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Map of Thailand

Lopburi (Hindi:लोपबुरी, Thai: ลพบุรี) is the capital city of Lopburi Province in Thailand.



Lopburi lies on the Lopburi River at an elevation of 20 metres mostly surrounded by alluvial plains, although some hills rise to between 300 metres and 600 metres to the north-east. It is about 150 kilometres northeast of Bangkok.


It was originally known as Lavo or Lavapura, meaning "city of Lava" in reference to the ancient South Asian city of Lavapuri (present-day Lahore, Pakistan).[1]


The city has a history dating back to the Dvaravati period more than 1,000 years ago.[2] According to the Northern Chronicles, it was founded by King Kalavarnadish (Thai, "Phraya Kalavarnadit"), who came from Taxila (Takkasila) in north-west India (now Pakistan) in 648 CE.[3] Lopburi, or Lavapura as it then was, was under the rule of the rising Angkor regime and became one of the most important centers in the Chao Phraya Basin from then on.[4] Epigraphic evidence indicates that the dominant population of the city was Mon.[5]

The earliest confirmed occurrence of the name Lavapura is on silver coins inscribed "lava" on the obverse and "pura" on the reverse in a Pallava-derived script of the seventh or eighth century; several such coins were recovered in 1966 from a hoard found in an ancient jar in U Thong.[6][7]

There is some evidence the Khmer Empire, under Suryavarman II, fought against the Mons in the 12th century over suzerainty. Lopburi sent embassies to China in 1115 and 1155.[8]

Lopburi (Lavo) is described in Book III of Marco Polo’s Travels, where it is called Locach. This came from the Chinese (Cantonese) pronunciation of Lavo, "Lo-huk".[9] The city is referred to as "Lo-ho" in chapter 20 of the History of Yuan (元史 : Yuán Shǐ), the official history of the Mongol, or Yuan Dynasty of China. Due to a scribal error in Book III of Marco Polo’s travels treating of the route southward from Champa, where the name Java was substituted for Champa as the point of departure, Java Minor was 1,300 miles to the south of Java Major, instead of from Champa, on or near an extension of the Terra Australis.[10]

As explained by Sir Henry Yule, the editor of an English edition of Marco Polo's Travels: "Some geographers of the 16th century, following the old editions which carried the travellers south-east of Java to the land of Boeach (or Locac), introduced in their maps a continent in that situation".[11]

After the foundation of the Ayutthaya Kingdom in the 14th century, Lopburi was a stronghold of Ayutthaya's rulers. It became the capital of the kingdom during the reign of King Narai the Great in the mid-17th century and the king resided there about eight months a year.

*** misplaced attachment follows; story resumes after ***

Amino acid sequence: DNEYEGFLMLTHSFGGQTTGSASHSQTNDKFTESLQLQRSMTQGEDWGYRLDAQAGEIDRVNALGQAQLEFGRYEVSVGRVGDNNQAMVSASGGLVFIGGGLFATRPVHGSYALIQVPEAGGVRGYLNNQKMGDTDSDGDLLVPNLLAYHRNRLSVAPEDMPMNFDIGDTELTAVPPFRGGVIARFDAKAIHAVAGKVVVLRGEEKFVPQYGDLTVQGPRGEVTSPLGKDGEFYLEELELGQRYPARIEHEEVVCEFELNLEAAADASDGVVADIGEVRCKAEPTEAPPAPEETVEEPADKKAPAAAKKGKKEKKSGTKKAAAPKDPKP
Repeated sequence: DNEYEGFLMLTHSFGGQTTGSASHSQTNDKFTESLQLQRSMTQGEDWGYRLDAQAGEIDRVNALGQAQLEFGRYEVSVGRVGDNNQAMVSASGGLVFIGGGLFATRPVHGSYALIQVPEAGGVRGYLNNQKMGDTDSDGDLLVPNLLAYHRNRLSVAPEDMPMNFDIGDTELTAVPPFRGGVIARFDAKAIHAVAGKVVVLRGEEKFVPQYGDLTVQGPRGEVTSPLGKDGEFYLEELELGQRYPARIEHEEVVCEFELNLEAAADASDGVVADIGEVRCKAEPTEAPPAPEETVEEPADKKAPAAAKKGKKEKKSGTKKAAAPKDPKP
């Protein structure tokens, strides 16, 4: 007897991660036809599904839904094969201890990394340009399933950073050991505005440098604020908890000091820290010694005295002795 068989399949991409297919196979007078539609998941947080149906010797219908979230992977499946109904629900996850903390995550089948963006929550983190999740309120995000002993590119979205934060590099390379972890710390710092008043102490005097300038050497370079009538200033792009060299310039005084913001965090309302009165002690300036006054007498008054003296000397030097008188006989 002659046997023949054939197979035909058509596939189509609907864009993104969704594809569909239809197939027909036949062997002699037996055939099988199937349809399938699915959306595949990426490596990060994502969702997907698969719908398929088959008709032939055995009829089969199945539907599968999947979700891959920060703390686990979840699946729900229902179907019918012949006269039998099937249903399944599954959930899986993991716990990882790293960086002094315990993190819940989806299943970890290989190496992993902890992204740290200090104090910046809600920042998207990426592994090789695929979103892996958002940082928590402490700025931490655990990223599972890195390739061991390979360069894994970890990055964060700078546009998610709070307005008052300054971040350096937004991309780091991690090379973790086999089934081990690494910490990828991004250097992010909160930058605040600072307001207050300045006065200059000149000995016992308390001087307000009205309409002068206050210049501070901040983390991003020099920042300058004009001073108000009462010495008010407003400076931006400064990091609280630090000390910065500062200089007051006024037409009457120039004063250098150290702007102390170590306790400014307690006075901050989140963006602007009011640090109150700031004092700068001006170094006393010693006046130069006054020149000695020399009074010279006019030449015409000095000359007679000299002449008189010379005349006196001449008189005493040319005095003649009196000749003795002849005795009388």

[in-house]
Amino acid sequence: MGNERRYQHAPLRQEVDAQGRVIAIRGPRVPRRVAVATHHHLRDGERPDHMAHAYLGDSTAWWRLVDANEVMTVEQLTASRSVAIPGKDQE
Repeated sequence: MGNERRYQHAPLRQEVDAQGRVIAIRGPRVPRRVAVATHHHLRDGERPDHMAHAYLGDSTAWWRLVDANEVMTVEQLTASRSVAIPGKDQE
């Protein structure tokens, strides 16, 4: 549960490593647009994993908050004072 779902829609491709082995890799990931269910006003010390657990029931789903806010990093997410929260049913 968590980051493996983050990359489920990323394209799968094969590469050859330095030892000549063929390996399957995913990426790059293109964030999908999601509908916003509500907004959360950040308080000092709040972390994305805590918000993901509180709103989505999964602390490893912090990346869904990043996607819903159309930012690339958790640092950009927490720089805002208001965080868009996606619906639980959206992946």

Prang Sam Yot, originally a Hindu shrine, has three prangs that represent Brahma, Vishnu, and Shiva (the Hindu trinity). It was later converted to a Buddhist shrine.


  1. Phanindra Nath Bose, The Indian colony of Siam, Lahore, The Punjab Sanskrit Book Depot, 1927, p.v.
  2. Higham, C., 2014, Early Mainland south-east Asia, Bangkok: River Books Co., Ltd., ISBN 9786167339443,p:302,308
  3. Adhir Chakravarti, “International Trade and Towns of Ancient Siam”, Our Heritage: Bulletin of the Department of Post-graduate Training and Research, Sanskrit College, Calcutta, vol.XXIX, part I, January–June 1981, pp1-23, nb p.15; also in The South East Asian Review (Gaya, India), vol. 20, nos.1 & 2, 1995. Hiram W. Woodward, "Thailand and Cambodia: The Thirteenth and Fourteenth Centuries", in Khaisri Sri-Aroon, M.C. Subhadradis Diskul, Studies & Reflections on Asian Art History and Archaeology: Essays in Honour of H.S.H Professor Subhadradis Diskul, Bangkok, Silpakorn University, 1996, pp.335-350.
  4. Dhida Saraya, "Lavo — A Coastal State of the 11th Century", Muang Boran, vol.11, no.2, 1985, pp.35-51.
  5. Peter Skilling, "Dvaravati: Recent Revelations and Research", in Dedications to Her Royal Highness Princes Galyani Vadhana Krom Luang Naradhiwas Rajanagarindra on her 80th birthday, Bangkok, The Siam Society, 2003, pages 87–112, p.105; Pan Hla Nai, The Significant Role of the Mon Language and Culture in south-east Asia, Tokyo, Institute for the Study of Languages and Cultures of Asia and Africa, 1992; Pierre Dupont, The Archaeology of the Mons of Dvāravatī, translated by Joyanto K.Sen, Bangkok, White Lotus Press, 2006, pp.1, 3, 10.
  6. Boeles, J.J. "A Note on the Ancient City Called Lavapura" (PDF). Siamese Heritage. Siamese Heritage. Retrieved 2014-11-19.
  7. Robert S. Wicks, Money, Markets, and Trade in Early south-east Asia: The Development of Indigenous Monetary Systems to AD 1400, SEAP Publications, 1992, pp.165-166.7-8th century Lavapura coin
  8. Coedès, George (1968). Walter F. Vella, ed. The Indianized States of south-east Asia. trans.Susan Brown Cowing. University of Hawaii Press. ISBN 978-0-8248-0368-1.,p:161
  9. Paul Pelliot, Notes on Marco Polo, Paris, Imprimerie Nationale, 1963, Vol.II, pp.768-9, note 2.
  10. Paul Pelliot, Notes on Marco Polo, Paris, Imprimerie Nationale, 1963, Vol.II, p.769; James R. McClymont, "The Theory of an Antipodal Southern Continent during the Sixteenth Century", Report of the Fourth Meeting of the Australasian Association for the Advancement of Science, Hobart, January 1892, Hobart, the Association, 1893, pp.442-462.
  11. Yule, Sir Henry, ed. (1921). The Book of Ser Marco Polo. London: Murray. pp. 276–280